acquire

[uh-kwahyuhr]
verb (used with object), acquired, acquiring.
1.
to come into possession or ownership of; get as one's own: to acquire property.
2.
to gain for oneself through one's actions or efforts: to acquire learning.
3.
Linguistics. to achieve native or nativelike command of (a language or a linguistic rule or element).
4.
Military. to locate and track (a moving target) with a detector, as radar.

Origin:
1400–50; < Latin acquīrere to add to one's possessions, acquire (ac- ac- + -quīrere, combining form of quaerere to search for, obtain); replacing late Middle English aquere < Middle French aquerre < Latin

acquirable, adjective
acquirability, noun
acquirer, noun
preacquire, verb, preacquired, preacquiring.
reacquire, verb (used with object), reacquired, reacquiring.
self-acquired, adjective
unacquirable, adjective
unacquired, adjective
well-acquired, adjective


1. See get. 2. win, earn, attain; appropriate.
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Based on the Random House Dictionary, © Random House, Inc. 2014.
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World English Dictionary
acquire (əˈkwaɪə)
 
vb
(tr) to get or gain (something, such as an object, trait, or ability), esp more or less permanently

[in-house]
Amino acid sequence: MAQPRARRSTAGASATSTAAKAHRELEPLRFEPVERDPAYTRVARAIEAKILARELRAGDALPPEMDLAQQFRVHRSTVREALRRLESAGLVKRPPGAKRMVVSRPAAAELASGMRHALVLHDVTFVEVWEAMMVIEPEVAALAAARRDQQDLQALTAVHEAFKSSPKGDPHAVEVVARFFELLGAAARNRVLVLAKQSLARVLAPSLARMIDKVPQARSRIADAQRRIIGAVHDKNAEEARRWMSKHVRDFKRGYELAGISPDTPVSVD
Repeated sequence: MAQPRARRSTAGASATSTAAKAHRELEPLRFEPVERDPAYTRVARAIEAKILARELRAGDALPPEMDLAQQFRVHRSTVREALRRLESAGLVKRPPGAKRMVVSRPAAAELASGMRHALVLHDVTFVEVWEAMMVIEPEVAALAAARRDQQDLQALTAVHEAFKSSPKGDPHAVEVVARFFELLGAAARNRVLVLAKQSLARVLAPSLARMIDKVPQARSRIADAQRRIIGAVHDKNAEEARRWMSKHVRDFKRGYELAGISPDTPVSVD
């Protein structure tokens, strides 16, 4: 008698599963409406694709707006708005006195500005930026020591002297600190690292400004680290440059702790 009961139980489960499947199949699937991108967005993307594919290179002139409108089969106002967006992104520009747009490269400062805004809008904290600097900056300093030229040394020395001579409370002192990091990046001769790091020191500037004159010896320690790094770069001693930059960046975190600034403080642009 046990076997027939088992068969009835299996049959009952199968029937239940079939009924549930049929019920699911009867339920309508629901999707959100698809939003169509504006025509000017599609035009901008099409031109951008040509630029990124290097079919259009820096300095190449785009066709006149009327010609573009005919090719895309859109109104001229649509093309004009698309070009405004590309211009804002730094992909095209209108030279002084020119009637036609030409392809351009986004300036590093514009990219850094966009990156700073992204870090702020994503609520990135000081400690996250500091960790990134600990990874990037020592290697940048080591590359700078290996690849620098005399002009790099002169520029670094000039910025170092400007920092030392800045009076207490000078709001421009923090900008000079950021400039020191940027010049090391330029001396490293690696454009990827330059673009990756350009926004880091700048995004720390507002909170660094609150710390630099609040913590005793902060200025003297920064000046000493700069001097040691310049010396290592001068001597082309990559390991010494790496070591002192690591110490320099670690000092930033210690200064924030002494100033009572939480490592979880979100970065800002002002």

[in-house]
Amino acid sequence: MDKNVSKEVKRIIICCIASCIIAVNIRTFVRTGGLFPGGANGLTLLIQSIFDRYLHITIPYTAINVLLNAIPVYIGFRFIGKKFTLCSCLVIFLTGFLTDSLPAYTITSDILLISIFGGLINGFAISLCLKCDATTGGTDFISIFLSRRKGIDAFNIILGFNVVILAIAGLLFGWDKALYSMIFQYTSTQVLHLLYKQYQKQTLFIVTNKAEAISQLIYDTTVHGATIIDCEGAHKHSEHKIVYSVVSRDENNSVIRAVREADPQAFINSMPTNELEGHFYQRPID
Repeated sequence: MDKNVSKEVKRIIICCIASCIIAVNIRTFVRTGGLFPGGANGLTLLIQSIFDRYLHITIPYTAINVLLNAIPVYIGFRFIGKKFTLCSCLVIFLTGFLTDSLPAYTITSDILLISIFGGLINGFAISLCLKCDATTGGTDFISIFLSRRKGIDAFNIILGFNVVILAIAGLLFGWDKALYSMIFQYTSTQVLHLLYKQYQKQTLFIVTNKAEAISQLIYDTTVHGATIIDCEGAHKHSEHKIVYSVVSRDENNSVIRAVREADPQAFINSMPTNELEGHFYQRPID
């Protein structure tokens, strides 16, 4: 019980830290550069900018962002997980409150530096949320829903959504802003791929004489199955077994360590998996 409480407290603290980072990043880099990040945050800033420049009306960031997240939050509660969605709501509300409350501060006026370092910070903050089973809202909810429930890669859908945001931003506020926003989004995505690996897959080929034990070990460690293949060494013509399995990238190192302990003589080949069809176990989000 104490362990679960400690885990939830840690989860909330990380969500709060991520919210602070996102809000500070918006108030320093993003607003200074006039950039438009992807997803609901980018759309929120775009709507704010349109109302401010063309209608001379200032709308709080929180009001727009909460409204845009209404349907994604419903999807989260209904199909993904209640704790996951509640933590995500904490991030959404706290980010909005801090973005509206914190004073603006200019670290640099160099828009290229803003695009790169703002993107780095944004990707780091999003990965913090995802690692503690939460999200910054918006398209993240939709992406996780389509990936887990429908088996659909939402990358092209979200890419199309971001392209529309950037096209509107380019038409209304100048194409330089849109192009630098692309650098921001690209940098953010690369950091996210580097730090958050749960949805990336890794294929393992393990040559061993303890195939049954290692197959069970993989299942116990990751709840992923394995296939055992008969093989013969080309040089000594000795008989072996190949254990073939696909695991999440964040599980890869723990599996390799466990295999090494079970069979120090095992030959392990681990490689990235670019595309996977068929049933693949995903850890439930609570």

[C15: via Old French from Latin acquīrere, from ad- in addition + quaerere to get, seek]
 
ac'quirable
 
adj
 
ac'quirement
 
n
 
ac'quirer
 
n

Collins English Dictionary - Complete & Unabridged 10th Edition
2009 © William Collins Sons & Co. Ltd. 1979, 1986 © HarperCollins
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Etymonline
Word Origin & History

acquire
mid-15c., from O.Fr. aquerre, from L. acquirere "to seek in addition to" (see acquisition).
Online Etymology Dictionary, © 2010 Douglas Harper
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Example sentences
But add something from your own garden to the supermarket mix, and suddenly the
  whole bouquet acquires more character.
The second is ontological: how an individual human acquires the power of speech
  and understanding.
The second is developmental: how an individual human acquires the power of
  speech and understanding.
Culture also acquires a section, which provides an excuse to write about ageing
  rock stars.
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